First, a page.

It's not often that a smile breaks across the face of Wales defence coach Shaun Edwards, but it does when the name of Andy Farrell is mentioned.
Edwards's naturally intense demeanour, which appears to intimidate even his own players, quickly evaporates when he talks about his former Wigan rugby league team-mate who is now England's rugby union skills coach.
Due to their unique shared history, there is respect and genuine affection.
Both are from Wigan, and both played for their hometown rugby league club as teenagers. Between them they made 837 appearances, shared 26 trophies and represented Great Britain 70 times.
And if playing is not enough, they are now proving their credentials as coaches in a rival code. The pair also have an OBE each.
But on Saturday, they will find themselves on opposing sides, plotting each other's downfall as Edwards and Wales host England and Farrell in a clash for rugby union's Six Nations title at Cardiff's Millennium Stadium.
Still the plot thickens, with Farrell's son Owen hoping to return from injury as England fly-half.
England can win their first Grand Slam since 2003 if they beat Wales, but know they can still claim the title if they do not lose by more than seven points.
Wales, meanwhile, know they have to beat England by eight points to win the Six Nations.
Edwards's respect and affection for Farrell and Wigan is obvious as soon as he starts talking about the 2004 rugby league Golden Boot award winner, which is bestowed on the best player in the world.
"When he first came into the Wigan team he was probably the most mature 17-year-old I had ever come across," said Edwards.
"I have known Faz since he was 12 and I always knew he was destined for greatness as a player. He had great knowledge of the game, even when he was 17."
He recalls Farrell becoming the youngest player to win a Challenge Cup final when Wigan beat Widnes in Wembley in 1993. The teenager had shared a room with his club and New Zealand rugby league captain Dean Bell.
"They had Dean Bell room with Andy to look after him," said Edwards
"The morning of the game Dean is being sick with nerves and Faz is saying: "Don't worry Dean, we will batter these, mate. And he was the captain of the team!"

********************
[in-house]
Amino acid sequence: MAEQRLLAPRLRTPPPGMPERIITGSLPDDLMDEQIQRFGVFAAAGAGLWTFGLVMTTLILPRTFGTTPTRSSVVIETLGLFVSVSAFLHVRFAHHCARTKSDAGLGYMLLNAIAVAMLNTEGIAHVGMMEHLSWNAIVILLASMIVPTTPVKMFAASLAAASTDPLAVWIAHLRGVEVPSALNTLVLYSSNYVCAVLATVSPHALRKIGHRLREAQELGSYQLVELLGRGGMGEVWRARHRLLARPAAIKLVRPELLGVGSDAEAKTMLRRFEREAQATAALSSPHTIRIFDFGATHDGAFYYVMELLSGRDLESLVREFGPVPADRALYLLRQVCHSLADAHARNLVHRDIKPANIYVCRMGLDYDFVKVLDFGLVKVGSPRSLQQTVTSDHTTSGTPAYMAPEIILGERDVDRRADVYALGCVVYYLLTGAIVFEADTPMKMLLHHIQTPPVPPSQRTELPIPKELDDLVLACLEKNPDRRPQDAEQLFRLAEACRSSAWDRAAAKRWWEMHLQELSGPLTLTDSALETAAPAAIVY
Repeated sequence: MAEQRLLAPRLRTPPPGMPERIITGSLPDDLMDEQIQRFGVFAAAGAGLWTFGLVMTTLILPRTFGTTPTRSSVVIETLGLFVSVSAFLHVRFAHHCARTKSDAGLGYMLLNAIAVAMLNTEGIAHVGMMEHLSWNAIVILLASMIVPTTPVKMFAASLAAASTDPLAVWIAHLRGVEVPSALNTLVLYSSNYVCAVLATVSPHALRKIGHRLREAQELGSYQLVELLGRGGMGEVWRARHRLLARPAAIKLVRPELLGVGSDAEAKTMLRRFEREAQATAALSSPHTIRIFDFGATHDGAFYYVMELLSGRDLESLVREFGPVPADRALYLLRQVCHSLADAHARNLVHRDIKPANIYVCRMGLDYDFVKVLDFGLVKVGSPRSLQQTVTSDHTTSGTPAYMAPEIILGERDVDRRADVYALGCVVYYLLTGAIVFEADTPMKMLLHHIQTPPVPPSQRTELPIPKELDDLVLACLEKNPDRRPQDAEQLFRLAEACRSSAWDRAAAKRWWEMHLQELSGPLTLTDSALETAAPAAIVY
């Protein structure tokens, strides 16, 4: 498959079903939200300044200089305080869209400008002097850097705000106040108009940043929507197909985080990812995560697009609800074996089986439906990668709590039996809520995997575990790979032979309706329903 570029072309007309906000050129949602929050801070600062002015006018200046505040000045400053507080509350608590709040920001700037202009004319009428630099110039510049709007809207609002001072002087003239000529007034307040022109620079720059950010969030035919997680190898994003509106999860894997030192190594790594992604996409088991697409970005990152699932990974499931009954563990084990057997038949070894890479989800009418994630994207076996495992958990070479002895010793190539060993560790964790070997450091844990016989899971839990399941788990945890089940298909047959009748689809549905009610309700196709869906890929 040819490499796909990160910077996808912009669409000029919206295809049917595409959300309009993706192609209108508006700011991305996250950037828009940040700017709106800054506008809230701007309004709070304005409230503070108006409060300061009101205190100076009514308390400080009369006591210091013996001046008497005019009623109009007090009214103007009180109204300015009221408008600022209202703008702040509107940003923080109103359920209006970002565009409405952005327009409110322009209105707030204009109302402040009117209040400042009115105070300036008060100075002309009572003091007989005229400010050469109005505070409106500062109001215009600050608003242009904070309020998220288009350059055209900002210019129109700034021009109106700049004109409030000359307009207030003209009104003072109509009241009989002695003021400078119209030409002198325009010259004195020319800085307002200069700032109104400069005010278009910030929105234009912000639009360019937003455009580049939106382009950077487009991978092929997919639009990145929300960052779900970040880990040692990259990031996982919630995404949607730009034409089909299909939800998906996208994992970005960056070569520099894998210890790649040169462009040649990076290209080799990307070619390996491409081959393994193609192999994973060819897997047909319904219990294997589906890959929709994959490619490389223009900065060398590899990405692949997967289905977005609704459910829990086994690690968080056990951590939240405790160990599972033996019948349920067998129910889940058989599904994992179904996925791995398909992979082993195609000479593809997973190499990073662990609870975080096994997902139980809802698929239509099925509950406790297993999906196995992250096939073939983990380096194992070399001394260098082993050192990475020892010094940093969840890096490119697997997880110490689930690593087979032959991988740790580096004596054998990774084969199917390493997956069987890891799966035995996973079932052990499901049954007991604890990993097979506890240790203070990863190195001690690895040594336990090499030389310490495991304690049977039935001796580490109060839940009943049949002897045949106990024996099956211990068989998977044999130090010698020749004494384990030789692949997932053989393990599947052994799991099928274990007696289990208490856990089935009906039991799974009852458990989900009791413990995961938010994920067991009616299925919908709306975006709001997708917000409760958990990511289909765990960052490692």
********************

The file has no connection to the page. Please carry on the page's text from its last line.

The story and the sight of a fresh-faced Farrell telling a rugby league warhorse like Bell not to worry before they headed to Wembley clearly hits the mark for Edwards even today and he can hardly contain himself as he conjures up the image in his mind.
Farrell's first memory of Edwards, who signed for Wigan for £35,000 - the largest fee for a schoolboy player at the time - is of watching his future team-mate from the stands in Central Park.
"I saw him make his debut as 17-year-old. He was a big signing. Everybody wanted him and I could see why," said Farrell.
"He was involved in a fantastic Wigan side which I was lucky to get on the back of."
But what is it about Wigan and the oval ball? Not only is Farrell's son Owen in the England squad, but another former Wigan player - Chris Ashton - is on the wing, while big things are expected of Saracens' Joel Tomkins, who also turned out for Wigan.
"If you look at the England side, they have a lot of Wiganers in there, don't they?," said Edwards.
"It's almost an academy of Wigan. You have young Faz playing at 10 for them, Ashy on the wing and Joe Tomkins is knocking on the door of England selection. It's quite a hotbed of rugby talent, is Wigan."
Edwards's last remark is probably the understatement of this, or any other year, but it's apparent his legendary competitive streak has rubbed off on Farrell senior and he has passed it onto the next generation of rugby talent from Wigan.
"Shaun was a born winner and that is how he was brought up," said Farrell. "It's how we are all brought up in Wigan, hopefully."
Edwards and Farrell's renowned professionalism will be evident when both of them put their sides through their pre-match routines before the 17:00 GMT kick-off on Saturday. There might be a nod or a wink, but not much more.
"We will have a beer after the game and we are both professional enough to keep our distance at the start," said Farrell.
One of them will enjoy that beer more.